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39. Chapter XXXIX (continued)
But he felt thirsty, and went into the kitchen to get himself some water. Here, too, was order. On a rack were the plates that she had used for dinner on the night of her quarrel with Strickland, and they had been carefully washed. The knives and forks were put away in a drawer. Under a cover were the remains of a piece of cheese, and in a tin box was a crust of bread. She had done her marketing from day to day, buying only what was strictly needful, so that nothing was left over from one day to the next. Stroeve knew from the enquiries made by the police that Strickland had walked out of the house immediately after dinner, and the fact that Blanche had washed up the things as usual gave him a little thrill of horror. Her methodicalness made her suicide more deliberate. Her self-possession was frightening. A sudden pang seized him, and his knees felt so weak that he almost fell. He went back into the bedroom and threw himself on the bed. He cried out her name.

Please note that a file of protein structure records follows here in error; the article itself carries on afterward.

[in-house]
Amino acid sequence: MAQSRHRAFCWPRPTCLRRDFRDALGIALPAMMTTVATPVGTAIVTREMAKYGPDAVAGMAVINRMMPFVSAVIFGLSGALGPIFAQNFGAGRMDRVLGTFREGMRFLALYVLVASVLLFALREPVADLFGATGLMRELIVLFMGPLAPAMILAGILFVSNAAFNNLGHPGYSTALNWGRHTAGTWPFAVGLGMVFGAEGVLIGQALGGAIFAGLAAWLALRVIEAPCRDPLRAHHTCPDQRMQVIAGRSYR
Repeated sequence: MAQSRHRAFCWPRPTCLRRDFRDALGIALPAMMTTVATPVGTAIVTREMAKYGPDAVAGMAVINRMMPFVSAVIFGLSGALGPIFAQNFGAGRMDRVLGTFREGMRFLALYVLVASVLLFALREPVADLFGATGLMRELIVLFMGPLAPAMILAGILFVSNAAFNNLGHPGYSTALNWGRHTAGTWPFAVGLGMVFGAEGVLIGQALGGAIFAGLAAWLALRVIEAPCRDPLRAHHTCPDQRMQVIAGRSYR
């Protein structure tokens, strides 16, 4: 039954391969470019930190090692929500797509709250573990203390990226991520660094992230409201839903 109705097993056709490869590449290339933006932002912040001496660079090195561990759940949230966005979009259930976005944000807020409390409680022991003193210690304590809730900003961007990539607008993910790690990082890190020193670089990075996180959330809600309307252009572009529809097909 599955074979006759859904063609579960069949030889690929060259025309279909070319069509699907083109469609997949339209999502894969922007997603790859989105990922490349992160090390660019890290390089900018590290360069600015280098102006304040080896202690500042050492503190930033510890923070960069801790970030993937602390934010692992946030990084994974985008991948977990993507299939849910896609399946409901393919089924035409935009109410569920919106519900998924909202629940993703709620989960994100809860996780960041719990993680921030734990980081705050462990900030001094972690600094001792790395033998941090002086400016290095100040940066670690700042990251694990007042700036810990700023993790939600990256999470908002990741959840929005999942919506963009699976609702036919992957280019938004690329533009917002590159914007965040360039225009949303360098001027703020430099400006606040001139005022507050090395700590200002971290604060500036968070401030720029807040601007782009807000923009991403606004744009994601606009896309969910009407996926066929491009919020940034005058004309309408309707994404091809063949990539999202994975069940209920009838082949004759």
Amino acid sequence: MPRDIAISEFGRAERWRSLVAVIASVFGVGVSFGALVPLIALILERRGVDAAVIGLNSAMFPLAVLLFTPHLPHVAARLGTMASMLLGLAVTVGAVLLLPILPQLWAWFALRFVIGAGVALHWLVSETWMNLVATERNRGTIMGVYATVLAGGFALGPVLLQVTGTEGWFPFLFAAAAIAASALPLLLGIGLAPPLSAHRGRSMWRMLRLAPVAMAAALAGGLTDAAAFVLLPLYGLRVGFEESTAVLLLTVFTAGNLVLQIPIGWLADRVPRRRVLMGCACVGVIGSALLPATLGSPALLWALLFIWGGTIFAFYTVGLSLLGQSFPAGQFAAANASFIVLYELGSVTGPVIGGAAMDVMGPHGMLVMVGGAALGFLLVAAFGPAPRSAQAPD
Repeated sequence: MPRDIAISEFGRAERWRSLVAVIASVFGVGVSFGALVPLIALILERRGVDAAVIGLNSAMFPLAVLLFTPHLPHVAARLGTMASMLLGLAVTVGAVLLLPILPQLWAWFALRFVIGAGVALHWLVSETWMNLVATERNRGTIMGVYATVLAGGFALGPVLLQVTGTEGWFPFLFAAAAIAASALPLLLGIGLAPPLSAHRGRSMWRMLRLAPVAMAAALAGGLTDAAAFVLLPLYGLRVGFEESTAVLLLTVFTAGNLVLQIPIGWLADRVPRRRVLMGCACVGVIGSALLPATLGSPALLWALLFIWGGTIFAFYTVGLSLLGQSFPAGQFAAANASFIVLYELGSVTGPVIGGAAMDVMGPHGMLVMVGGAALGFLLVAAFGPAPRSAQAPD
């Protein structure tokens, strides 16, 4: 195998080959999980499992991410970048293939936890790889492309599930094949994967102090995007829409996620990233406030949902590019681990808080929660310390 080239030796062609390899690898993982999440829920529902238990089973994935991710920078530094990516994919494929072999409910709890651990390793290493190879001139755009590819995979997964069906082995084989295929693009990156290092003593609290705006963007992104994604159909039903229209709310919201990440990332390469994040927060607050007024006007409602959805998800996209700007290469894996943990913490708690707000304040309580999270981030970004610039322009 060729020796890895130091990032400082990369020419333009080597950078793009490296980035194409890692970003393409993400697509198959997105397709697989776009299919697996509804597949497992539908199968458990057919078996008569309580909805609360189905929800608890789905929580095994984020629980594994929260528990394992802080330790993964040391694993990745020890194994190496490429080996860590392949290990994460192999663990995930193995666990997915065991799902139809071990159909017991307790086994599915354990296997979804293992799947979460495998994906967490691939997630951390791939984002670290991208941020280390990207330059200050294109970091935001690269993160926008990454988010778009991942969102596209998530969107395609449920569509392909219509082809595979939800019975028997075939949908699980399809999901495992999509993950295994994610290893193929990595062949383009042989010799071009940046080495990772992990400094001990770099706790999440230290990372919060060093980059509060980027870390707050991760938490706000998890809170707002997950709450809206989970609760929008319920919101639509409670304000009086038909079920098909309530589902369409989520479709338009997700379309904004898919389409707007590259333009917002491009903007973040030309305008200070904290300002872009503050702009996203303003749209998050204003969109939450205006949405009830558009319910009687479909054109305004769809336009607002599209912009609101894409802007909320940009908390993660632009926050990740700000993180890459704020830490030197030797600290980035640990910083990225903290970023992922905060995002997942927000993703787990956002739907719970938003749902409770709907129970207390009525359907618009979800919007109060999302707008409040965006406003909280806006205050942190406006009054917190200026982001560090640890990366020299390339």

The thought of her suffering was intolerable. He had a sudden vision of her standing in the kitchen -- it was hardly larger than a cupboard -- washing the plates and glasses, the forks and spoons, giving the knives a rapid polish on the knife-board; and then putting everything away, giving the sink a scrub, and hanging the dish-cloth up to dry -- it was there still, a gray torn rag; then looking round to see that everything was clean and nice. He saw her roll down her sleeves and remove her apron -- the apron hung on a peg behind the door -- and take the bottle of oxalic acid and go with it into the bedroom.
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